Textbook Publishers Continue To Freak Out Over File Sharing

from the and-start-fighting-back dept

It’s been almost four years since we first wrote about textbook publishers freaking out over file sharing of textbooks, and it appears that not all that much has really changed in the interim, other than the fact that it’s actually becoming a little more common for students to find scanned versions of textbooks online. The NY Times looks at the issue and how some textbook providers are trying to strike back. Of course, the main reason why students download textbooks is because textbooks are ridiculously expensive, but it doesn’t look like publishers are fighting back by lowering prices.

Instead, they’re trying to get people to pay more.

More specifically, rather than responding to the root cause of the downloads, textbook publishers are trying to come up with systems that students can’t get around paying for, such as online subscriptions to “extra” information to go along with a textbook. Of course, we’ve seen this before at times too, such as the time when a company offering just such a subscription went out of business in the middle of a semester, taking down its website and all of the materials the students were using. That worked out great.

Basically, the textbook publishers are reacting in exactly the wrong way. Rather than focusing on ways to actually add value and make it worthwhile to pay, they’re looking to come up with ways to lock people in and force them to pay. That’s bound to backfire eventually. It’ll just take a smarter textbook company to embrace more reasonable strategies, and for professors to only use educational materials from those companies not focused on bankrupting students.

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Comments on “Textbook Publishers Continue To Freak Out Over File Sharing”

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25 Comments
BillDem says:

They are crazy for still printing them...

Are they insane? They should be selling inexpensive ebook versions for various readers, complete with live links to references, links to support videos, etc. In this digital age it is borderline retarded to still be toting around 50 lbs. of textbooks in your freaking backpack when your laptop could hold an entire library. If I was still in college, I’d be looking for scanned versions, too. This is the 21st century. Get with the program companies!

Willton says:

Re: They are crazy for still printing them...

Are they insane? They should be selling inexpensive ebook versions for various readers, complete with live links to references, links to support videos, etc. In this digital age it is borderline retarded to still be toting around 50 lbs. of textbooks in your freaking backpack when your laptop could hold an entire library. If I was still in college, I’d be looking for scanned versions, too. This is the 21st century. Get with the program companies!

Most people in the 21st century don’t like reading from a computer screen; they tend to prefer the actual book.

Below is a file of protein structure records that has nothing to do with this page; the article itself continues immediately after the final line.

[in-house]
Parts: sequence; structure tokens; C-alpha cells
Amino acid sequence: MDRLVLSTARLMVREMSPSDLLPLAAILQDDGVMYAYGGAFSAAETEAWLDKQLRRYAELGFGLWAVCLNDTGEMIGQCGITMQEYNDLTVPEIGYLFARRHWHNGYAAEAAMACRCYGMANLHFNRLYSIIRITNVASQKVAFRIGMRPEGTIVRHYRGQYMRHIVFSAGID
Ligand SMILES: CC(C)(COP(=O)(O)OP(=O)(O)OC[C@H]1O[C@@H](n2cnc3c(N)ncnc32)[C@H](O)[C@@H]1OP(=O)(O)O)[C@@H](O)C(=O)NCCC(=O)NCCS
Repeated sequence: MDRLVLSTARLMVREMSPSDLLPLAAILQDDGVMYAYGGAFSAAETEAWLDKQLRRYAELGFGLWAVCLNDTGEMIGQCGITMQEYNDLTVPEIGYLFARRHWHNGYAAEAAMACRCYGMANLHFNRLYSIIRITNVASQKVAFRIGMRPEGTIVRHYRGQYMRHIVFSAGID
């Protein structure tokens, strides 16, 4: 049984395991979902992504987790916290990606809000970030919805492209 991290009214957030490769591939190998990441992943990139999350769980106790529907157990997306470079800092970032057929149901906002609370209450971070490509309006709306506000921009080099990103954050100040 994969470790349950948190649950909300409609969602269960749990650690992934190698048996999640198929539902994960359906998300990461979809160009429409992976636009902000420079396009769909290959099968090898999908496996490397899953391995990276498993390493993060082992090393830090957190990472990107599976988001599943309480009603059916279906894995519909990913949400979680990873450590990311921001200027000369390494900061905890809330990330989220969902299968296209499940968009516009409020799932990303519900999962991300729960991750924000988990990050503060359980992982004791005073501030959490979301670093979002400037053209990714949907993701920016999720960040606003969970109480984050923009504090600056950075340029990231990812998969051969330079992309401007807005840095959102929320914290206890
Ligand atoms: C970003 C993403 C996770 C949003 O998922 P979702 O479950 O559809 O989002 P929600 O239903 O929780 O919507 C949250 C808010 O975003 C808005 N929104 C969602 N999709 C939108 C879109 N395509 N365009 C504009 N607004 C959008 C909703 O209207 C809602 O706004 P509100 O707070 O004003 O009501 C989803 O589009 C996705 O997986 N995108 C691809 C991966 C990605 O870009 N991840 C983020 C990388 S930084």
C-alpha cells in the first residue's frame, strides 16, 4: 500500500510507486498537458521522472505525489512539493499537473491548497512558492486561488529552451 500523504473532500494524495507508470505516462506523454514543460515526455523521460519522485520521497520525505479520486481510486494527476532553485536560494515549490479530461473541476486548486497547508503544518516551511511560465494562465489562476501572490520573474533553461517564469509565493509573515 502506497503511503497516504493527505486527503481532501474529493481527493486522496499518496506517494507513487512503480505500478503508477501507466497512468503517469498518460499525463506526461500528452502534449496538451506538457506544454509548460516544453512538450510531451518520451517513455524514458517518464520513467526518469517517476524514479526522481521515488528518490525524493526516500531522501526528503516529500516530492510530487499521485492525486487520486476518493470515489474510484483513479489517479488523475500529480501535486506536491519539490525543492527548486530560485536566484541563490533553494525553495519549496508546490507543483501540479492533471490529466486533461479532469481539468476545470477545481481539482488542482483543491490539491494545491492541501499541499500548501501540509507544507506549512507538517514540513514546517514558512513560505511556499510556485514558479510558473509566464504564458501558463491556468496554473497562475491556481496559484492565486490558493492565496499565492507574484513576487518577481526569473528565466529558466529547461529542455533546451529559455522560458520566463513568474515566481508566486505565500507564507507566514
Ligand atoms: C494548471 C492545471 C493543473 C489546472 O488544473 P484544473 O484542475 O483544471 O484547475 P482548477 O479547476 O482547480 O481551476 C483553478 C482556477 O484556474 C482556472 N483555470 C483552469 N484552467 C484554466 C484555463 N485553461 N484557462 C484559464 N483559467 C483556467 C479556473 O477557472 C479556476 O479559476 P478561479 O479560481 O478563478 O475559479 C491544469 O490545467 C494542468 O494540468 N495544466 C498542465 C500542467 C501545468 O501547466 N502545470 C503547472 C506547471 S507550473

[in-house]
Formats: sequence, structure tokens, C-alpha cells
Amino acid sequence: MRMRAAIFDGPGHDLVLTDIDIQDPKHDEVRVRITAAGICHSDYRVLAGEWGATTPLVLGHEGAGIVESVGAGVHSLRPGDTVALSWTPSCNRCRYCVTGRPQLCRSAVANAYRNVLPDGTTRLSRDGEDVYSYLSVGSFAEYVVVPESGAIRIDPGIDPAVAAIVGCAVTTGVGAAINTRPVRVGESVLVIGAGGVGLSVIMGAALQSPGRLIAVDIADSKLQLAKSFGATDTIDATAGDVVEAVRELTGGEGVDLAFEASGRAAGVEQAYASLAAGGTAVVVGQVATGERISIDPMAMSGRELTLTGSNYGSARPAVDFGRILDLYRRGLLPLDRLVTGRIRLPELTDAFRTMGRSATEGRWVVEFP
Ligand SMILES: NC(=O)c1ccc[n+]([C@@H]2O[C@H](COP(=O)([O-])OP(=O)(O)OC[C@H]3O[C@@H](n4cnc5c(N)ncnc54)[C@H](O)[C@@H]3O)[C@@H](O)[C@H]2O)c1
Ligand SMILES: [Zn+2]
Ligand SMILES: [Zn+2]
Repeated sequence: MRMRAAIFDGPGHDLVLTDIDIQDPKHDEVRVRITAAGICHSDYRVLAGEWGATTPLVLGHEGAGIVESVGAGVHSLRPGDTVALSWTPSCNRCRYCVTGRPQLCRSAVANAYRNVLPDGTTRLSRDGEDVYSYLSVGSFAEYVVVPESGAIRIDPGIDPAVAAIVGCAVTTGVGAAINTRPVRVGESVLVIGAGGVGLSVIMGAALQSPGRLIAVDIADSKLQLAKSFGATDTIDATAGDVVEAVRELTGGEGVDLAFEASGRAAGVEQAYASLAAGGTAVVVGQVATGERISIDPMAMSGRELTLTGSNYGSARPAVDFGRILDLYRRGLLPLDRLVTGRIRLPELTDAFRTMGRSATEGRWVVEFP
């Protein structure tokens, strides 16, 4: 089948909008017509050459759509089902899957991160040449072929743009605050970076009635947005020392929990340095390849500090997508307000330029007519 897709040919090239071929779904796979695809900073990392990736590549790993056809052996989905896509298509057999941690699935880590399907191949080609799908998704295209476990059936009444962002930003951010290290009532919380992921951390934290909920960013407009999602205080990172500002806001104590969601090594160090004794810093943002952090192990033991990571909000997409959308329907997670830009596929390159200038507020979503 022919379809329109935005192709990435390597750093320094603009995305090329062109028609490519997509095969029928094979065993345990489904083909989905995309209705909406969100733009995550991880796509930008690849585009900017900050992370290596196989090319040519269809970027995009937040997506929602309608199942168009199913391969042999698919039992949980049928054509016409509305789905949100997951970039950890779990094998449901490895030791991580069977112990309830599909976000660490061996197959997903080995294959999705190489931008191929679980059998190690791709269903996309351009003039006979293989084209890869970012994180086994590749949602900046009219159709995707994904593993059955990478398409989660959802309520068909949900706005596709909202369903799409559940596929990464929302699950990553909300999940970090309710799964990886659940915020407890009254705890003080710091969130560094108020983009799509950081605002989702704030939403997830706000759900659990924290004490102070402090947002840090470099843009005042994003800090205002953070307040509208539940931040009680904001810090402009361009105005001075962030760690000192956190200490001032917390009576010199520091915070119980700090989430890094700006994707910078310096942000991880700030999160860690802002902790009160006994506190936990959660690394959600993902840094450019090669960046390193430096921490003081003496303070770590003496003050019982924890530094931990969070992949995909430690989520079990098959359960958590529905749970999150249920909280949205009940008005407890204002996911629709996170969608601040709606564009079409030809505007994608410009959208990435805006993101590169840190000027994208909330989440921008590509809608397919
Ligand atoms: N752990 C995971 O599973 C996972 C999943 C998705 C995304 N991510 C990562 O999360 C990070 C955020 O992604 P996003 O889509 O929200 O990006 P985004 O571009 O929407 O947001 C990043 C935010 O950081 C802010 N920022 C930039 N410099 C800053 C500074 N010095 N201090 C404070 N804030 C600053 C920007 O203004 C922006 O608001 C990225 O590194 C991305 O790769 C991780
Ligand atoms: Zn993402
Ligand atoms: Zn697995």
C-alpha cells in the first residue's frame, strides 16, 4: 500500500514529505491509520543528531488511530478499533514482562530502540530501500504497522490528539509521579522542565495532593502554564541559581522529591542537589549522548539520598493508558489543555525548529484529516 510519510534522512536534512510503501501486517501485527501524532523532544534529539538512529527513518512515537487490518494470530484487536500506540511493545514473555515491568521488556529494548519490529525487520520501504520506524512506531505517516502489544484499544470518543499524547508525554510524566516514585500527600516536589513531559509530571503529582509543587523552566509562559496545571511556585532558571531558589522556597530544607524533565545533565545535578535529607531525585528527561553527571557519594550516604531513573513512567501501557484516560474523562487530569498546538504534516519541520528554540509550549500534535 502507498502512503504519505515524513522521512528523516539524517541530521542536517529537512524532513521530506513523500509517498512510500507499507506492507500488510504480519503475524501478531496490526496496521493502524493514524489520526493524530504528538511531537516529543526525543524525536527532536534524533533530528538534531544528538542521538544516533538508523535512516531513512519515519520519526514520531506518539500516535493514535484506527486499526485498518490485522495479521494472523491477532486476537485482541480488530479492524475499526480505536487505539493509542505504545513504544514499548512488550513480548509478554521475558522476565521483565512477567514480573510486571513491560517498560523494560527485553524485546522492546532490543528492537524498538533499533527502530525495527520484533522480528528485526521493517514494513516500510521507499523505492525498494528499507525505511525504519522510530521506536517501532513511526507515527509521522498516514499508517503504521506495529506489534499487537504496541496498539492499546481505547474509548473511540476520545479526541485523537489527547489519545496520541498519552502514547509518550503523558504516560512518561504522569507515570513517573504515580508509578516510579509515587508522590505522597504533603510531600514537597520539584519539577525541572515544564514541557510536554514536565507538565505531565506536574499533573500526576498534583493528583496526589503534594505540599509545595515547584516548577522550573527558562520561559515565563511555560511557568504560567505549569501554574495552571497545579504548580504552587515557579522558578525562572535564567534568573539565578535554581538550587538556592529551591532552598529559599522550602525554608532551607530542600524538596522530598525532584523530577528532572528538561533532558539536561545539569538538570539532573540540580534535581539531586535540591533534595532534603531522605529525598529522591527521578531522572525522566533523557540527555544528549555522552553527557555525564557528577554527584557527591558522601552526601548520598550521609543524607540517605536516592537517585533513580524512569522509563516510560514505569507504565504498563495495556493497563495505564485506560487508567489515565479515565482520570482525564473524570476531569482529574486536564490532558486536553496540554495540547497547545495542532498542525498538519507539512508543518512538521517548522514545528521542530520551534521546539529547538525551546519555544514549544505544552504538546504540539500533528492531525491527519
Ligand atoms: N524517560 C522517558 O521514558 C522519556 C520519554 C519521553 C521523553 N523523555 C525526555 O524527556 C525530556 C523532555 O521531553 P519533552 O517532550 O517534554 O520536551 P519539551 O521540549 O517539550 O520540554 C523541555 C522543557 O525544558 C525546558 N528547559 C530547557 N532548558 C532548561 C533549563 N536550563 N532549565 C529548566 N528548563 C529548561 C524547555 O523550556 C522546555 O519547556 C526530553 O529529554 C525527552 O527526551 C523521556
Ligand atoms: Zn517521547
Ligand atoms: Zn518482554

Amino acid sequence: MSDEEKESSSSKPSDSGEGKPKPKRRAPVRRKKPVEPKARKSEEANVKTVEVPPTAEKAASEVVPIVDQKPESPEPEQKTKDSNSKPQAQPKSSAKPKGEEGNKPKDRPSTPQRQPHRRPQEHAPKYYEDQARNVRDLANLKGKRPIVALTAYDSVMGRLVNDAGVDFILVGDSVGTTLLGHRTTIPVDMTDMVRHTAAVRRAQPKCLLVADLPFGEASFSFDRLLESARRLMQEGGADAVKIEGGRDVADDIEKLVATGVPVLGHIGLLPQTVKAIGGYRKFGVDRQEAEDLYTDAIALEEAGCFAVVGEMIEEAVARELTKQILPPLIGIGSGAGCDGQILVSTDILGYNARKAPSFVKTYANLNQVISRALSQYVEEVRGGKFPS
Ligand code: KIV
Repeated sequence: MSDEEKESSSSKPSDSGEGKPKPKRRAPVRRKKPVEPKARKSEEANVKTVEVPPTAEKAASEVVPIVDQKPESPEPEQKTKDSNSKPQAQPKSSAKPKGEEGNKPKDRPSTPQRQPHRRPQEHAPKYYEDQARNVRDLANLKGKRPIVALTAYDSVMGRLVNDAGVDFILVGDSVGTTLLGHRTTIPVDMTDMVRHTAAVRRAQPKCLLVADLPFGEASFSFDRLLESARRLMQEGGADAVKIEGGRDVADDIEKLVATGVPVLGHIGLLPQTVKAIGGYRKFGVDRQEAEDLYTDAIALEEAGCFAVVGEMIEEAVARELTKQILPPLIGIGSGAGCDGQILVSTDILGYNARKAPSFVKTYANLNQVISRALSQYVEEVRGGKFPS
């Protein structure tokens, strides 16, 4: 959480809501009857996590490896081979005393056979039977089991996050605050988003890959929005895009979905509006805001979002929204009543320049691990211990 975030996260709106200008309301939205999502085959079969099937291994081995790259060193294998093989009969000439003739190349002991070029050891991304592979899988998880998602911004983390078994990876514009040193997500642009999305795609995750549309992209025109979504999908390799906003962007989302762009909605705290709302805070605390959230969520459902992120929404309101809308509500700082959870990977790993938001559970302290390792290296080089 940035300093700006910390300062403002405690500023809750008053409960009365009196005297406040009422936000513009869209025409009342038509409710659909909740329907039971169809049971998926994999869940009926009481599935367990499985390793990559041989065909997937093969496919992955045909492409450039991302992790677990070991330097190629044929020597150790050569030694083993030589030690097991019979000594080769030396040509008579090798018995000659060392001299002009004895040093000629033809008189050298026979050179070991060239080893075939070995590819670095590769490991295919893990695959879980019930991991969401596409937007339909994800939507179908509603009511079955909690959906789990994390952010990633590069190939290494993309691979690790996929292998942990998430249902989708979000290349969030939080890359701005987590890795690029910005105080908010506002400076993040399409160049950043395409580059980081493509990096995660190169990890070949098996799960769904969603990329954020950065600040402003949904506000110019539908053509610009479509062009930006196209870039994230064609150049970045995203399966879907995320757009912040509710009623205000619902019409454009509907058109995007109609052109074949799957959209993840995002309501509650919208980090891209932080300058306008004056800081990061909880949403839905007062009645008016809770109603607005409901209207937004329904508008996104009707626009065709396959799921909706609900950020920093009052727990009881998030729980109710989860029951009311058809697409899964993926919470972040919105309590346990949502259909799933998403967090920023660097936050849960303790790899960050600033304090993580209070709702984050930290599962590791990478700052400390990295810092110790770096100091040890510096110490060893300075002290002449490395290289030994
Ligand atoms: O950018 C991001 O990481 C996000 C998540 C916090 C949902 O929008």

Manitcor says:

They Honestly Do not Get It

It really comes down to a complete lack of understanding on the part of nearly every level in the educational publishing industry.

There is still a large contingent that assert that what they do is publish books and it is the content in the books that people are paying for.

True, when the only avenue for your content was a book and the ability to carry that content in other forms was extremely limited. Now with digital delivery the focus needs to change to one of services around education with content as an enabler for other services.

The big problem with this is that it requires a fundamental change in the way these companies do business. Everything from the way the sell to how they compensate authors and even how internal budgeting is handled.

The way things have worked for so long is so ingrained in the minds of those in the industry that even the mere suggestion that revenue is derived from anything other than a textbook gets looks as if you have just sprouted 9 heads. So we remain stuck in a world of key codes, half-hearted companion content and weak online offerings that are lauded as successes internally when they garner usage in the five digit range.

They are making the same moves as the music and movie industry are doing and validating by saying that they are actually selling to the instructors and the deans (they really, gear their sales that way). These people are older and supposedly don’t under stand technology. What they don’t see coming is a whole generation of 30 somethings and younger. The Nintendo generation is quickly approaching the age of professorships, tenure and attaining higher level offices in educational institutions. Pair that with a student body who does not know anything other than what is online and you have an industry that will shift quickly and violently.

At the end of the day, I don’t really see any of the major publishers becoming enlightened and changing their ways. What I do see are a small group of motivated individuals getting venture funding and the right kind of content going to every school in the country and offering their content for next to nothing or free while having low cost testing, reporting, tutoring and class management services. Many schools, particularly community colleges, will jump on this as the cheaper books are the more students they can enroll and the more classes they can take.

The most disappointing fact of this is that many of the major publishers do have the content, the technology and the engineering skills to make this happen. Instead they will fight to keep the old models alive as long as possible and refusing to learn for the mistakes other content industries have made in the last 10+ years.

Hua Fang (user link) says:

Individualized texbook

We need re-think about what a textbook should be. I think that it will be becoming individualized for each different learning. Then, the question becomes how a textbook publisher will make money in the future. Or we have to ask this question first, what a textbook publisher should be like in the face of ever-advancing technology and fast-pace increasing volume of knowledge? … … Eventually leading us to ask this fundamental question: what is knowledge and reasoning?

To have a true inside-out answer about a future textbook, we are forced to seek about the truth on this basic philosophical inquiry. Retrospectively, we learned that the deep thinking along the lines from philosophy of mathematics and logics, including its pragmatic outcome of significant gift called “Mathematical Theory of Communication” by Claude Shannon. … …